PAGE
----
AMD Ryzen processors are reportedly being pushed harder than their owners realize in some cases, with potentially detrimental effects – although exactly how detrimental is arguable (more on that later) – thanks to some motherboard makers actually misreporting key CPU metrics for voltage and power usage.
We should note upfront that the blame for this doesn’t lie at AMD’s door, but the motherboard manufacturers themselves who are crossing lines that they shouldn’t.
But first off, the actual issue, as reported in detail by ‘The Stilt’ on the HWinfo forums, revolves around the fact that voltage, current and power telemetry is delivered to the CPU by the motherboard VRM controller.
The Ryzen processor is reliant on those supplied details, but the core problem is that some X570 motherboard makers are purposefully misreporting those telemetry details, so the declared values are less than the actual values – meaning the CPU thinks it’s using less power than it actually is.
What’s the point of that, exactly? Well, the chip ends up being pushed faster than it otherwise would do with the correct telemetry, and the motherboard will look better when it comes to performance evaluations.
This is clearly out of line, and The Stilt observes: “The issue with using this exploit is, that it messes up the power management of the CPU and potentially also decreases its lifespan because it is running the CPU outside the spec, in some cases by a vast margin.
“Also, it can cause issues when this exploit goes undetected by a hardware reviewer, since both the performance and the software-based power consumption figures will be affected by it.”
So you see the major issues here, although there are some caveats to note, the first of which is to make it clear this isn’t AMD’s fault. The Stilt makes a point of stating that it’s the board manufacturers which are exploiting an element of AMD’s spec, and doing so is something that AMD has warned motherboard makers explicitly against.
If it’s occurred to you that Intel allows motherboard vendors to adjust certain parameters with its CPUs to affect the boost speeds achievable with the chip (so-called PL2 and Tau settings, which we discussed very recently), that’s very true – but the difference is that this is carried out with Intel’s full permission. That’s a very big difference from the situation with AMD.
At any rate, according to The Stilt, at least two big motherboard manufacturers are pulling the wool over the eyes of Ryzen processor owners in this manner.
To better inform users who might be worried about their CPU power consumption after hearing about this, HWinfo (which is a system monitoring utility you can grab here) has introduced a new ‘power reporting deviation’ capability to detect any of the aforementioned misreporting.
You can test your Ryzen CPU and motherboard using this new feature simply by loading up the processor to near full-load, using a benchmarking tool like Cinebench R20, and then watching the power deviation figure – it should be 100% ideally, which means the motherboard is reporting the exact correct value.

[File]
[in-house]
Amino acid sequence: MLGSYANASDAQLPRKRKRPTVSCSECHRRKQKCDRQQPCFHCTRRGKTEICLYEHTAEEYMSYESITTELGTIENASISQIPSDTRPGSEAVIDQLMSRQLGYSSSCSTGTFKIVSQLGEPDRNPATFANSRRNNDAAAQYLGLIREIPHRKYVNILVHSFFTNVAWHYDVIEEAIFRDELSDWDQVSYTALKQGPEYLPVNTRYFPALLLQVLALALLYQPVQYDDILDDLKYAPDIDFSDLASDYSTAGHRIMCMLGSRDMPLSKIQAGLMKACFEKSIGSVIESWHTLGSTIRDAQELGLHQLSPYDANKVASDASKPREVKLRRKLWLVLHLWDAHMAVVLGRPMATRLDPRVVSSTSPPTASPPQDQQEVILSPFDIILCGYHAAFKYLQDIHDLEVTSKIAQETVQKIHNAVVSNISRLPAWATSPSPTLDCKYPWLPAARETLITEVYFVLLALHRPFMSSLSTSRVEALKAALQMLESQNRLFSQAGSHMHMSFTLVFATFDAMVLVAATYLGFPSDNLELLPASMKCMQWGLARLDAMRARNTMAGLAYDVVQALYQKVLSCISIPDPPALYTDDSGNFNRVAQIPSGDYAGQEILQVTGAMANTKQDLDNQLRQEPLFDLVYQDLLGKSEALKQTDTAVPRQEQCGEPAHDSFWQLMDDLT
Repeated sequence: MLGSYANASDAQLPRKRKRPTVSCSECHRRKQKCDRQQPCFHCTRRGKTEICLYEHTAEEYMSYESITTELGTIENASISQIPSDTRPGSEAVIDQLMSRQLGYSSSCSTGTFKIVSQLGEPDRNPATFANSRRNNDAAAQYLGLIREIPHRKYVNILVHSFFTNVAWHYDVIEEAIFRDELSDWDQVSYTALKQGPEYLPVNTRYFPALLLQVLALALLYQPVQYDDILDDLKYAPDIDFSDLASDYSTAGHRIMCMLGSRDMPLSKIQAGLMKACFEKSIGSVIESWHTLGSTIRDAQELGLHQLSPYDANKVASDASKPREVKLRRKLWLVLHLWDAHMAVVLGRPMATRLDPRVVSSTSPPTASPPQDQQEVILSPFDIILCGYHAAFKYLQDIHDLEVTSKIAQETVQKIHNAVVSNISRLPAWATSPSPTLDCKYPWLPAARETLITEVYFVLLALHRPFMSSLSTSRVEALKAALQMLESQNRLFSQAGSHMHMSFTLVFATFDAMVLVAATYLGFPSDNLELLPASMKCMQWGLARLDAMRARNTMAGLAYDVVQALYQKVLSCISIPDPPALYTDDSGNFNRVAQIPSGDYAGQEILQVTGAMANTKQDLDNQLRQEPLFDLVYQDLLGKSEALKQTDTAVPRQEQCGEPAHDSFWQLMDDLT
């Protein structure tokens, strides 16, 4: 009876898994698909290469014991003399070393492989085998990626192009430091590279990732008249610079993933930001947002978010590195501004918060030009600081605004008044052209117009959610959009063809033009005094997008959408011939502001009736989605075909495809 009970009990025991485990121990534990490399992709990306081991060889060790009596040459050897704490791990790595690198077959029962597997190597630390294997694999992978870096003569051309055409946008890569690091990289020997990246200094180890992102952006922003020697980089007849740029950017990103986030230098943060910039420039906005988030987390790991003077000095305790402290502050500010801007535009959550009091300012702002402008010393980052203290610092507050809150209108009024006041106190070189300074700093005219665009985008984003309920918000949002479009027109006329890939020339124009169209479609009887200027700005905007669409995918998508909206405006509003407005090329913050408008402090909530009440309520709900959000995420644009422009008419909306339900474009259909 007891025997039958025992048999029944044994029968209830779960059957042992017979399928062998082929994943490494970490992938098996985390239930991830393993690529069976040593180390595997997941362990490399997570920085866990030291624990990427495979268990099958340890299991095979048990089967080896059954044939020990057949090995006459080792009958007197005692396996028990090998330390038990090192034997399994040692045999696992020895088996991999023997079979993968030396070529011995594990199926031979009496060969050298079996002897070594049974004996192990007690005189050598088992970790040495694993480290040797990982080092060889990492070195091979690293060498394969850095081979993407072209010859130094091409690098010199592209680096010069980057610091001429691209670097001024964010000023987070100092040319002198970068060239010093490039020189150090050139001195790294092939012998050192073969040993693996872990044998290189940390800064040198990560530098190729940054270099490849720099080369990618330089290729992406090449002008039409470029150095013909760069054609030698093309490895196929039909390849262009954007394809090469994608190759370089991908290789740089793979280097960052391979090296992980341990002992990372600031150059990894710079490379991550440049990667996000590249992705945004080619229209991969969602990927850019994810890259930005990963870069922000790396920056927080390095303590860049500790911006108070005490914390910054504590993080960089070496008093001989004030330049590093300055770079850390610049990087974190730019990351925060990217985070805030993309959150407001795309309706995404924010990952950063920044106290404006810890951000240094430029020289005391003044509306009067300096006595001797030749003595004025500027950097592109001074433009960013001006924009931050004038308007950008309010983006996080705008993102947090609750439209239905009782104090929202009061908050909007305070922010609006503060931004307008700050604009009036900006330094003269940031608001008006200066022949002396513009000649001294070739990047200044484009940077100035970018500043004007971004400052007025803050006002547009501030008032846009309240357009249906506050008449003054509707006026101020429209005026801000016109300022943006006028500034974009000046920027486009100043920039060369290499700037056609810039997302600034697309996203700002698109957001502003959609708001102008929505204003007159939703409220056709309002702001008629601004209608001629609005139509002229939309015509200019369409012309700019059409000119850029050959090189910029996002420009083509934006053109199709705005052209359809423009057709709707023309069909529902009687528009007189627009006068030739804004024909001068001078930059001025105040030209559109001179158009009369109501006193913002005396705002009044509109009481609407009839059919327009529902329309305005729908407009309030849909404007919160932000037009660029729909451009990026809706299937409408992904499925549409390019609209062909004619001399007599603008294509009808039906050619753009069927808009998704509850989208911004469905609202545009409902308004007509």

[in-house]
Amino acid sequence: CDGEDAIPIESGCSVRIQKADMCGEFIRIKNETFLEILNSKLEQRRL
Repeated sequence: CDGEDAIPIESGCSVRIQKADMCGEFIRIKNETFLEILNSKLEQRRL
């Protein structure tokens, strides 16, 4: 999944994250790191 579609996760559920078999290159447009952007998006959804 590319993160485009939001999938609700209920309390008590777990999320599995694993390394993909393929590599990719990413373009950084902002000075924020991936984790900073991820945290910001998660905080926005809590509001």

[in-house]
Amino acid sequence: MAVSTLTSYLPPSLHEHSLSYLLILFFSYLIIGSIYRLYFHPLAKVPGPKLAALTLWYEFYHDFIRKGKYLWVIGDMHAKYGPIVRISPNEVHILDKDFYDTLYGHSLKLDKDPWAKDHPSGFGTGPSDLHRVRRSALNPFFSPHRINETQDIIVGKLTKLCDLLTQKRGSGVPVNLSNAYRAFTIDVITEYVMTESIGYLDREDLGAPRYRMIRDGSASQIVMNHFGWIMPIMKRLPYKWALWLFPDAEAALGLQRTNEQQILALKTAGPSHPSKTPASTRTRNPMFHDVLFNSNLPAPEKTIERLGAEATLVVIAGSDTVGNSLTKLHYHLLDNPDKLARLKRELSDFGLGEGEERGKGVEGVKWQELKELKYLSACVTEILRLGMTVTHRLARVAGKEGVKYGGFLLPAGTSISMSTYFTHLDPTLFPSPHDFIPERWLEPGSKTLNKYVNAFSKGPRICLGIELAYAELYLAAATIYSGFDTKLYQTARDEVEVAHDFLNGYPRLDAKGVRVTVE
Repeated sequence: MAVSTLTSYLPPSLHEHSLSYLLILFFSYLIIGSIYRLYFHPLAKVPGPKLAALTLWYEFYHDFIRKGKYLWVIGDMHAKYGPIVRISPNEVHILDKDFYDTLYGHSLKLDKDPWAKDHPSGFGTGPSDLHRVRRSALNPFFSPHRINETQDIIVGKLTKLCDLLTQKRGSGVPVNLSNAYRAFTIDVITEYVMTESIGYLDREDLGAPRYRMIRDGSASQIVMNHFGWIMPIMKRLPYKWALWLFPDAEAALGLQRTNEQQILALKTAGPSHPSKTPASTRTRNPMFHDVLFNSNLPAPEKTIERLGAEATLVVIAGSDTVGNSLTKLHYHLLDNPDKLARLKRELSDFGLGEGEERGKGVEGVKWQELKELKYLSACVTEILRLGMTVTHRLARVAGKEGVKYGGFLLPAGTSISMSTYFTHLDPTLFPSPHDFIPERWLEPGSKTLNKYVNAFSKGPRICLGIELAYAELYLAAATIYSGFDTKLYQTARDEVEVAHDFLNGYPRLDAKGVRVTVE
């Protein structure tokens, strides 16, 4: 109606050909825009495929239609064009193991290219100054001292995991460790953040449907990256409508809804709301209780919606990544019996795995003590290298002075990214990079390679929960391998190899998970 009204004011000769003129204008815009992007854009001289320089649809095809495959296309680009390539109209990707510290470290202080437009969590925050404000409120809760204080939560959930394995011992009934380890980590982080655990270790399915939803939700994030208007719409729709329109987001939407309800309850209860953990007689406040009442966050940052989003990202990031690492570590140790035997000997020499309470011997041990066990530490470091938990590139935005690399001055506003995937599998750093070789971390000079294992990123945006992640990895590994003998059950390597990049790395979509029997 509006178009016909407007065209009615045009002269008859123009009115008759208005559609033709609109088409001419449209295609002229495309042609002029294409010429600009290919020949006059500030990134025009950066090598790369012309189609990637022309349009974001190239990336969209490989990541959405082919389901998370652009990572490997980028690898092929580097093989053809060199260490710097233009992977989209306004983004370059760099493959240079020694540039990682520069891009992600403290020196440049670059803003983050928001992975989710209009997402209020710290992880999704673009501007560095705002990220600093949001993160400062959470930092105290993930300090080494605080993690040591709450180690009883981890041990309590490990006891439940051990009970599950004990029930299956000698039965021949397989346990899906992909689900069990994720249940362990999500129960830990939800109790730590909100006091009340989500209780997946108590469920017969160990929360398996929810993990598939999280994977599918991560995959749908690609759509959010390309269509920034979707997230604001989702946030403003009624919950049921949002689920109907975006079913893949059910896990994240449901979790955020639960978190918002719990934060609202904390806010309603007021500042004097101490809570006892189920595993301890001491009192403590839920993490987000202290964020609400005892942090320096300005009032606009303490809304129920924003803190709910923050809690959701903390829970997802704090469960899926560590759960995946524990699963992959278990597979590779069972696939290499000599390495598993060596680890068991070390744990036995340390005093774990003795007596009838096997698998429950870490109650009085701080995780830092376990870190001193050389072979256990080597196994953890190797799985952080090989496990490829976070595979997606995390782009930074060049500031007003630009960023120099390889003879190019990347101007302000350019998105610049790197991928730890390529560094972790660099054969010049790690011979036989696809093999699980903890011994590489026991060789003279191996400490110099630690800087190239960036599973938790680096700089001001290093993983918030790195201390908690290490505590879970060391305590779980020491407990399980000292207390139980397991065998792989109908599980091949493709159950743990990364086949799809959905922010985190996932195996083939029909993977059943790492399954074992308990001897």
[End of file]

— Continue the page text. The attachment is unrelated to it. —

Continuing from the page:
There is room for some error in the measurement, so if you’re seeing a bit less than 100%, there may be nothing amiss – but if the reading is coming back closer to 90%, then you’re possibly looking at a misreporting scenario for that motherboard. (A lesser percentage means more power is being used than is reported to the processor).
If this is the case, The Stilt suggests you contact the board manufacturer and ask them to remove any telemetry biasing from its BIOS, and hopefully if enough complaints start coming through, action may be taken. Indeed, that may already be happening as reports of this issue circulate more widely online.
What’s the damage?
How much grief might this power misreporting exploit cause your Ryzen processor? As we said at the outset, that’s also an issue which has been debated – although this obviously isn’t a good thing in terms of CPU longevity, and The Stilt mentions potentially decreased processor lifespan.
Anandtech’s Ian Cutress, however, has been on Twitter to argue that while the CPU running at a higher power level than is believed does degrade the processor faster – something overclocking enthusiasts are well aware of – in this case, that added degradation is of such little impact over the likely lifespan of a consumer chip, that it’s really nothing to worry about. In other words, if running your Ryzen processor flat-out, Cutress argues, you might witness a 1% degradation in CPU performance over 10 years rather than 15 years.
That said, even if the impact isn’t realistically likely to be felt in the useful lifespan of a Ryzen chip, that still doesn’t make it right, and indeed motherboard manufacturers pulling underhand tricks like this to make their products look better at a cost to the consumer – any cost at all – obviously isn’t on. Although it’s not so much the cost, necessarily, as the lack of transparency and trust which is the real damage here for those board vendors engaging in this practice.
We have contacted AMD to get its thoughts on this affair, and will update this story if we hear back.